I am a 26 year old male who was diagnosed with senile retinoschisis about 4 years ago. My eyes have been stable since the diagnosis but I had my yearly check up today and the retina specialist said he "thinks" I have a peripheral retinal hole. He could not get the best look at it but was confident it was not leaking fluid and said it appeared flat. He said he wanted to see me back in six months and said dont lose sleep over it. Well I'm a little worried because he said it could cause retinal detachment. My question is should I get a second opinion or is it really not as serious as I think it is. He mentioned laser treatment or freezing to close the hole and if this is needed which option is better. Also, are there any vitamins to take to increase retina health to maybe put the breaks on developing future holes. Thanks so much in advance for any replies. I just want to be sure I'm doing the most I can to prevent damaging my vision.
I personally have peripheral retinoschisis and have had it for over 30 years. No treatment has been necessary and it has not extended. If you have confidence in your Eye MD ophthalmolgist and he/she is a retina specialist there likely is no reason to worry as you were told. An increased risk of retinal detachment is only present when there is a hole in the outer layer of the retina AND the inner layer. (recall the word retinoschisis means "splitting of the retina")
There are no dietary changes that help retinoschisis. I would suggest avoiding amusement type rides that violently jerk the head around. You can read the article I wrote on this page about preventing macular degeneration, diet does help that a lot. Should treatment of your problem be necessary both laser and cryo are helpful.
Thanks for the insight. I have been on roller coasters since diagnosis but will definitely avoid them in the future. While I have your attention, are there any other activities aside from the obvious I should avoid? For example, running, weight lifting, playing basketball etc.? My schisis has not progressed much if any since it was first found four years ago and I am thankful for that. As for the retinal hole, mine is not in the macula (as you know) it's actually in the schisis layers but my doctor said he "thinks" its only in the external layer. Are there any specific tests other than observation which can confirm his hypothesis? Lastly, will the diet plan/supplements that help prevent macular holes also help with peripheral holes? My intuition says yes but that is not always correct.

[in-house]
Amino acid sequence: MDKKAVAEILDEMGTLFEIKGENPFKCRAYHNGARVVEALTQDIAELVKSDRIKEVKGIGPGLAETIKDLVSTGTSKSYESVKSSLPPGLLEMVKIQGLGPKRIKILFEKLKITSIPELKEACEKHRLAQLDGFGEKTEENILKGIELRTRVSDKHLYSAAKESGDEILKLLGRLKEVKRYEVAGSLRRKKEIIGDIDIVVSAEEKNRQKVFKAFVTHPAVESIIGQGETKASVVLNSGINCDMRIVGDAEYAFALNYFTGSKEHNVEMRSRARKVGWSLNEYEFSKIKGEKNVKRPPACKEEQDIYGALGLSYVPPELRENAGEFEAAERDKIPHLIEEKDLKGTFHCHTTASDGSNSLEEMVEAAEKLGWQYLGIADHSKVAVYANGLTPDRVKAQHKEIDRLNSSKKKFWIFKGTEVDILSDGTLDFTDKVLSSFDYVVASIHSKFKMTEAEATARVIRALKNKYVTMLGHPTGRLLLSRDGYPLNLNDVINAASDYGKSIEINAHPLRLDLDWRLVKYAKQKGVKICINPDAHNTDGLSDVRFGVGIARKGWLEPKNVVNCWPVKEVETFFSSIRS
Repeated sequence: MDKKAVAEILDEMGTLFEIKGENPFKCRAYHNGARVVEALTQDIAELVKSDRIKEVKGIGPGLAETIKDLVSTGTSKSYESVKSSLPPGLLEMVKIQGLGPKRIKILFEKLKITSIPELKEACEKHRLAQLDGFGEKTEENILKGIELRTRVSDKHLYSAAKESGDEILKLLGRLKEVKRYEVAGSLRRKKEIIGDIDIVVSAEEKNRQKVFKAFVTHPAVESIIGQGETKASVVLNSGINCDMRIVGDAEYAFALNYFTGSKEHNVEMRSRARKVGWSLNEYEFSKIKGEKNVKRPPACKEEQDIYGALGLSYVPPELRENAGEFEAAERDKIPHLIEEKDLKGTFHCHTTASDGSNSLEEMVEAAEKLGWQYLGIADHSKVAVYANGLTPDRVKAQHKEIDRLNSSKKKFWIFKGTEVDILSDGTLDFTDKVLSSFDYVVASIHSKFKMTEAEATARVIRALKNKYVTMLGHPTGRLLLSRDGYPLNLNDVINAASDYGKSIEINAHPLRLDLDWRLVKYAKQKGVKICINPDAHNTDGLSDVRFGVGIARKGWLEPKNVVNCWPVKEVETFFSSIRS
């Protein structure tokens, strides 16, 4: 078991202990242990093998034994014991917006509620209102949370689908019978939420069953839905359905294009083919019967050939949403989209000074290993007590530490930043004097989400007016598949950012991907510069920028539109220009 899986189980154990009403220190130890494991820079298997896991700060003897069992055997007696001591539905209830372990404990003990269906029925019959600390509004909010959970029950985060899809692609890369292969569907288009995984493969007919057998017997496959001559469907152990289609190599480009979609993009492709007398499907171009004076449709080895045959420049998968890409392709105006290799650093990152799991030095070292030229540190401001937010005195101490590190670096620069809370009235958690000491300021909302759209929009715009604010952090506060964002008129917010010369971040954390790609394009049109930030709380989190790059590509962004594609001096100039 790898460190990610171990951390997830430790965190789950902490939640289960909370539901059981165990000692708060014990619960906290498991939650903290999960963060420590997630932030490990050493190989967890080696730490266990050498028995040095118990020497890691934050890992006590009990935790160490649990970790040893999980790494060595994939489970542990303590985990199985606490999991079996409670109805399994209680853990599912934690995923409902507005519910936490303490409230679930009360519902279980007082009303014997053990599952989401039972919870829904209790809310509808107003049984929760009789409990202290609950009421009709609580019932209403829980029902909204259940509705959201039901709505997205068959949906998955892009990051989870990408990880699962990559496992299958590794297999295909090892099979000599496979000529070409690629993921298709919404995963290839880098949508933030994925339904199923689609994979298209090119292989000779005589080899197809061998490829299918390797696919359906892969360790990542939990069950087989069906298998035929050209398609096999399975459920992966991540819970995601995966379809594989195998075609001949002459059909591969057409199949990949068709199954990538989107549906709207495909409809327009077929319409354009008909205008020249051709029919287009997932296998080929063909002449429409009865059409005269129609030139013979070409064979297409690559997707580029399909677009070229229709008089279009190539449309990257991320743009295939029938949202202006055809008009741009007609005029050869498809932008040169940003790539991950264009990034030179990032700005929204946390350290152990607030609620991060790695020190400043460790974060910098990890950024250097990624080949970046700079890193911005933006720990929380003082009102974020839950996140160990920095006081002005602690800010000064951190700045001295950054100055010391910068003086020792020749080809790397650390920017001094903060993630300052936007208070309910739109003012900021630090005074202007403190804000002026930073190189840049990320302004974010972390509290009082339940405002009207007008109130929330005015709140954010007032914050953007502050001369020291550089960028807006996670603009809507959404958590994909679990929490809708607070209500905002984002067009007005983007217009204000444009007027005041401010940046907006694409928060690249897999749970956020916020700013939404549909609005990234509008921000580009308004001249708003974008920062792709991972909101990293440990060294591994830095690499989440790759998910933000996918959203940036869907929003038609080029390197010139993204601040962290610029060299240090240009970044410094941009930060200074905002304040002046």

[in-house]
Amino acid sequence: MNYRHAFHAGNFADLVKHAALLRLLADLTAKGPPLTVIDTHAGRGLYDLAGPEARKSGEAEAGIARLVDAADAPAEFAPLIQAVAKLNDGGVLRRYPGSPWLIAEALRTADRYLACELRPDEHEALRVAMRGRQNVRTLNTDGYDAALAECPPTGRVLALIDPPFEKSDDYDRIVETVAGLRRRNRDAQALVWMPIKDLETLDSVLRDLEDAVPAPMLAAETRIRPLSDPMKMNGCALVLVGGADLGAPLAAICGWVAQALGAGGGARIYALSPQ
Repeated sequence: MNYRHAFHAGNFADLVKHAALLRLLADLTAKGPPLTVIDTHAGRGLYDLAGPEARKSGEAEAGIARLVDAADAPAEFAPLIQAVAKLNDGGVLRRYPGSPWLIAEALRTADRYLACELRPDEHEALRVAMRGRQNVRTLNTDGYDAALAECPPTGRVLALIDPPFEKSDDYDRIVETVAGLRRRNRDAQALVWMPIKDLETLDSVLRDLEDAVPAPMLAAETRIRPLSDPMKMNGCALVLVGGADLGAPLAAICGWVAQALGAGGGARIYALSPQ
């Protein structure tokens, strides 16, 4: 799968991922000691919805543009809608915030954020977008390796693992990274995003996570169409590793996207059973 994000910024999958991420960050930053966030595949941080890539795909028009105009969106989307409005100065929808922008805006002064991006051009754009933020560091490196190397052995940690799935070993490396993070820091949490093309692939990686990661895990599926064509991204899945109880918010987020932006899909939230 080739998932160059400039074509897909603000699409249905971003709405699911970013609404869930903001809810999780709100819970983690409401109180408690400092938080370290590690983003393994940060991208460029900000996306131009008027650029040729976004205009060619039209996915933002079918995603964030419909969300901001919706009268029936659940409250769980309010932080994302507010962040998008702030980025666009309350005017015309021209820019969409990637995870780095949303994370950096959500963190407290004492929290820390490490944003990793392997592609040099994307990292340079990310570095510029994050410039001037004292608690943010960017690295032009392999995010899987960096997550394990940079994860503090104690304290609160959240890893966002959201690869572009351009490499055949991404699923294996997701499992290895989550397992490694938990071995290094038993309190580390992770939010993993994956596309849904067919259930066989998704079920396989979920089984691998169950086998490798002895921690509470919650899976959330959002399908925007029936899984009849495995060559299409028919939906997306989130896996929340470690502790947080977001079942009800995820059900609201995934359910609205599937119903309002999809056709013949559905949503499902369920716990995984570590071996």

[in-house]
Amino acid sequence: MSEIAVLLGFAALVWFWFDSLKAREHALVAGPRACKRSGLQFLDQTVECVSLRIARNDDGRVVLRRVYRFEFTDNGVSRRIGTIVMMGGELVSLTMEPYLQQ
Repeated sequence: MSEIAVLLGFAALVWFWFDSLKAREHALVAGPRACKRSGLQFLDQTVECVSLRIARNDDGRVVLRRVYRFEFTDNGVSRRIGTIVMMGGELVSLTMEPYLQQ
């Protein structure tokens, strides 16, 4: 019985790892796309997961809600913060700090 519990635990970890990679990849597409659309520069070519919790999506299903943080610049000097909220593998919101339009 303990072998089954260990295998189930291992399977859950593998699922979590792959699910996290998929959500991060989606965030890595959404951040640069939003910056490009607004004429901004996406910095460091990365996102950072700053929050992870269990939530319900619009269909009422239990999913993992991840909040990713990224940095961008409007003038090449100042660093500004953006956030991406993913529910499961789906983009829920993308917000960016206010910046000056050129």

Where exactly can I locate the literature you referenced above?
I hope this is not too long. You're very kind to help everyone here and I truly appreciate the service you and the other professionals provide.
1 I advise patients and myself to avoid activities that jerk the head around violently. So most "thrill" rides are out. Also contact sports like full contact football, rugby, hockey, etc.
2. The most exact test at this moment is a skilled retinal ophthalmologist looking at your eye with an indirect ophthalmoscope & Scleral depressor and/or using a wide field cornea contact lens.
3. There is no diet that will prevent RS or macular holes.
4. If you want to live health for other eye diseases such as age related macular degeneration look at the top of the home page (default page or click on back to community if you're reading all posts. Read the article I wrote on macular degeneration prevention. If you can't see it click on the other small blue dot at upper left corner above the ribbon with feature articles.
5. Thanks for your comments. The American Academy of Ophthalmology is pleased to sponor this free world-wide service. Most posters are thankful and appreciative. A disturbingly percent have an overblown sense of entitlement. The Eye Forums are the ONLY forum in the 300+ where the expert physicians provide more than one answer.
Thank you for your time. I now have a better understanding of how retinal holes must be present in both layers to detach. Furthermore, I am aware of activities which I must avoid to prevent such detachments. You have been a great help and I will most certainly read your article on macular degeneration should I be unfortunate enough to develop the condition later in life. Thanks again and I wish you the best!
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